WJ Wins Silver Anniversary U.S. Pro Stock Open at MIR Budds Creek, MD (May 19, 1999) - Warren Johnson won the 25th annual Yates Auto Parts U.S. Pro Stock Open at Maryland International Raceway Wednesday night. Johnson used a string of 6.80s at...
WJ Wins Silver Anniversary U.S. Pro Stock Open at MIR
Budds Creek, MD (May 19, 1999) - Warren Johnson won the 25th annual Yates Auto Parts U.S. Pro Stock Open at Maryland International Raceway Wednesday night. Johnson used a string of 6.80s at over 200 mph to defeat a quality eight car field in the longest running independent Pro Stock drag race in the world. Johnson, the current National Hot Rod Association world champion, beat two-time NHRA champ and event sponsor Jim Yates in the final.
Royce Miller's outstanding track preparation and "The Creek's" legendary sea-level air quality again placed MIR among the world's quickest and fastest raceplants. WJ led qualifying with an amazing 6.867 second, 200.08 mph blast that reset both ends of the MIR track record and placed MIR among the five quickest Pro Stock tracks in the world. Yates qualified number two with a 6.900, 197.88 run in his Splitfire Spark Plugs/DynoMax Firebird. Tom Martino was third with his Century 21 Firebird at 6.909, 198.20. Mike Edwards placed the Dewco/Kite Racing Camaro into the fourth position with a 6.927, 198.32 pass.
The bottom half of the ladder started with Mark Ingersoll in fifth position with Ron Krisher's Eagle One Firebird at 6.936, 197.10. Greg Anderson came in sixth with the Troy Humphrey Motorsports Cutlass at 6.959, 197.62. Tricky Rickie Smith put the Howard-Williams Racing 1998 Firebird into the seventh spot at 6.961, 197.13. Richmond winner Allen Johnson anchored the field in the only non-GM product, a 6.962, 196.44, doing the trick for the Amoco Ultimate Dodge Avenger.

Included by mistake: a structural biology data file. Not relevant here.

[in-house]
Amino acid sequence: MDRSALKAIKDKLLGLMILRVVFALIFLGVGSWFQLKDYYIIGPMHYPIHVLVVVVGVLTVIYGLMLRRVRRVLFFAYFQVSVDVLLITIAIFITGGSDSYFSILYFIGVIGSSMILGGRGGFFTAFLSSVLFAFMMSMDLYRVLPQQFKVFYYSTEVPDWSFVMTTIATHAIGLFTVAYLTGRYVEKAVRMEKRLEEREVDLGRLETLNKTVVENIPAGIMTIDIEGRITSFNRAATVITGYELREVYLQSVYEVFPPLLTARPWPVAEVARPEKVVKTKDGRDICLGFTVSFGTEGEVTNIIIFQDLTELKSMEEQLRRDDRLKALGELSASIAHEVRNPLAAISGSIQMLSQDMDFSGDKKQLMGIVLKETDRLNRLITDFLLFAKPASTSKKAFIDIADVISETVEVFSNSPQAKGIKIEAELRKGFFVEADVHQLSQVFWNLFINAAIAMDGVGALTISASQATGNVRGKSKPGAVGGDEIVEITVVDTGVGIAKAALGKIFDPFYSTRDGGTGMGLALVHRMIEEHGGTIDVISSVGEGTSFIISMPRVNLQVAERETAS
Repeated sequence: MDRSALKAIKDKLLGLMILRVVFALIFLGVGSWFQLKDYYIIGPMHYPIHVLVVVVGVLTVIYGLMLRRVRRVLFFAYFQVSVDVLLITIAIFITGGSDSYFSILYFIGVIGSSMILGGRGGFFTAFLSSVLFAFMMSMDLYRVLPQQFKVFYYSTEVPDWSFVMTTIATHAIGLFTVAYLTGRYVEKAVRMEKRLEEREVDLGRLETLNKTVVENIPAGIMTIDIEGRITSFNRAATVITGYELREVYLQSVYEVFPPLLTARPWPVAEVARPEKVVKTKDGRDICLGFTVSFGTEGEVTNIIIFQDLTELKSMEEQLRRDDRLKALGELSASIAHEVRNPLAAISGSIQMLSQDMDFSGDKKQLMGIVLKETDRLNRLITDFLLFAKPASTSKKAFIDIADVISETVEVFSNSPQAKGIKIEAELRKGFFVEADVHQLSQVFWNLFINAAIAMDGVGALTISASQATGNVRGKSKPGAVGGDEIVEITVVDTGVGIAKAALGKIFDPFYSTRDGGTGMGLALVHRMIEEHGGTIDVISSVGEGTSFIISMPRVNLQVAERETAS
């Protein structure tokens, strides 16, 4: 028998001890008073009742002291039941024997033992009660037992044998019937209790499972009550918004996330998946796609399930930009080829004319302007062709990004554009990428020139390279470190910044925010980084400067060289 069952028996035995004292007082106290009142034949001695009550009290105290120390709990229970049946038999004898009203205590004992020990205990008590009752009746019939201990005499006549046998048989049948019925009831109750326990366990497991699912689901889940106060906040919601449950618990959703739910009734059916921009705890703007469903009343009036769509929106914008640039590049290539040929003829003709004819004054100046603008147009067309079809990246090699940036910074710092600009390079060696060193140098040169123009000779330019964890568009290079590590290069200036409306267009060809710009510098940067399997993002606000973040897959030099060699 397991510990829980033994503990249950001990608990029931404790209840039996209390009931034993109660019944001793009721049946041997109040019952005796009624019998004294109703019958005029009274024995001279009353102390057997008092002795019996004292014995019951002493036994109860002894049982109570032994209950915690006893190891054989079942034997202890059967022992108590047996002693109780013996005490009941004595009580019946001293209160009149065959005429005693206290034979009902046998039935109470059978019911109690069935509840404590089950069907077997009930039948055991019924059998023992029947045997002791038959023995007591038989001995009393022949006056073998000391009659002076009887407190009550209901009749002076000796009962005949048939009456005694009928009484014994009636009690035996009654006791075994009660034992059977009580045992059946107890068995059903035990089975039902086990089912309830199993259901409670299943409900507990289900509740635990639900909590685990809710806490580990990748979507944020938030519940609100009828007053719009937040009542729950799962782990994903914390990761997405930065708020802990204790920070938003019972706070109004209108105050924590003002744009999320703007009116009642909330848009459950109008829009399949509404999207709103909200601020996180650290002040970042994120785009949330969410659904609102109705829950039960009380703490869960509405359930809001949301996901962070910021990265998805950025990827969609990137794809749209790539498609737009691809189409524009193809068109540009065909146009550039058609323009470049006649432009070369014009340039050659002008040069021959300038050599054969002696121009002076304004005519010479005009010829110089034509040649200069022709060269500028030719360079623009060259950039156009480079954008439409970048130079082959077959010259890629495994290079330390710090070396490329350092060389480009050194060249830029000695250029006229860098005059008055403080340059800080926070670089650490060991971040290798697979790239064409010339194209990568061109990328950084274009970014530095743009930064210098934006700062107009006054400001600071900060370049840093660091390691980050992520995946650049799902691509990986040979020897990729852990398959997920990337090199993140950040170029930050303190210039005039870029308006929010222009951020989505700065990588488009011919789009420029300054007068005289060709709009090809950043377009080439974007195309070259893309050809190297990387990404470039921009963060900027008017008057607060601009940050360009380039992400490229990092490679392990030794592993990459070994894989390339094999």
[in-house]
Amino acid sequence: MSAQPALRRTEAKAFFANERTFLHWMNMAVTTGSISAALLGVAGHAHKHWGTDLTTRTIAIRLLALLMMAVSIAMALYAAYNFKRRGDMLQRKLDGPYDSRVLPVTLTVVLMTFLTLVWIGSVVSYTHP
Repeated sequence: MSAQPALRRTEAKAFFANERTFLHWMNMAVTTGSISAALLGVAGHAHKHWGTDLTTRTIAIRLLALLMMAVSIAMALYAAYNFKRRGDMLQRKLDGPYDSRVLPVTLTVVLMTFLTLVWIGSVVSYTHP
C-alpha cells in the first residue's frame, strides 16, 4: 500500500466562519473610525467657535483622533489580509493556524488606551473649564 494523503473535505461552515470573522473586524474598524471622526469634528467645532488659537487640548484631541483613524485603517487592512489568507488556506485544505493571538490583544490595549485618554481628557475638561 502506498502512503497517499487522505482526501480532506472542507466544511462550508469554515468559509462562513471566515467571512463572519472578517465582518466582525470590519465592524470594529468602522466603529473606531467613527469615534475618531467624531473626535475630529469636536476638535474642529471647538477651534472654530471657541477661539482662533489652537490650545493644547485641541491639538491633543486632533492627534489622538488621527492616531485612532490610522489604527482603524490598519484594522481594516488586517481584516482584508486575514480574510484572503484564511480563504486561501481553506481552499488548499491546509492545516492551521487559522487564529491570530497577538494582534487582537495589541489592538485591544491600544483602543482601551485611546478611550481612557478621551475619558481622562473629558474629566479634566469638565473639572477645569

Five non-qualifiers laid down outstanding runs in their own right. NHRA Pro Stock rookie Tony Gillig went 6.969, 196.64 in the Gillig Family Cutlass. Jamie Yates had the second Splitfire Spark Plugs/DynoMax Firebird on hand and went 6.979, 195.99. Pro Stock legend Frank Iaconio went 7.026, 196.47, in his Oldsmobile. Two Ford Probes brought up the rear. Robert Patrick had best times of 7.068, 195. 93, and Hurley Blakeney had best times of 7.078, 193.68.
Round one kicked off with Mark Ingersoll facing Mike Edwards. Edwards duplicated his qualifying time to the thousandth with a 6.927-second, 199.05-mph over Ingersoll, who was forced to click it off early. Greg Anderson then staged an upset as his .447 reaction time and 7.031, 197.31 held off Tom Martin's .460 light and 7.039, 196.82-mph effort for a six-foot margin of victory. Rickie Smith then pushed the tree a hair too quickly, carding a .399 redlight foul on a 6.967, 197.25 pass. Jim Yates took full advantage in the other lane, his decent .453-initiated 6.930, 197.83, dodged the bullet. The round ended with a match-up of the two most recent winners on the NHRA tour, Allen Johnson and Warren Johnson. Another redlight start marred the race however, as Allen it a .367 light to nullify his 6.953, 196.64 effort. WJ cruised to low ET of the round on a shutoff, 6.919 at only 193.57 mph! Jamie Yates then laid down a test pass -- an improving 6.963 at 196.22 mph.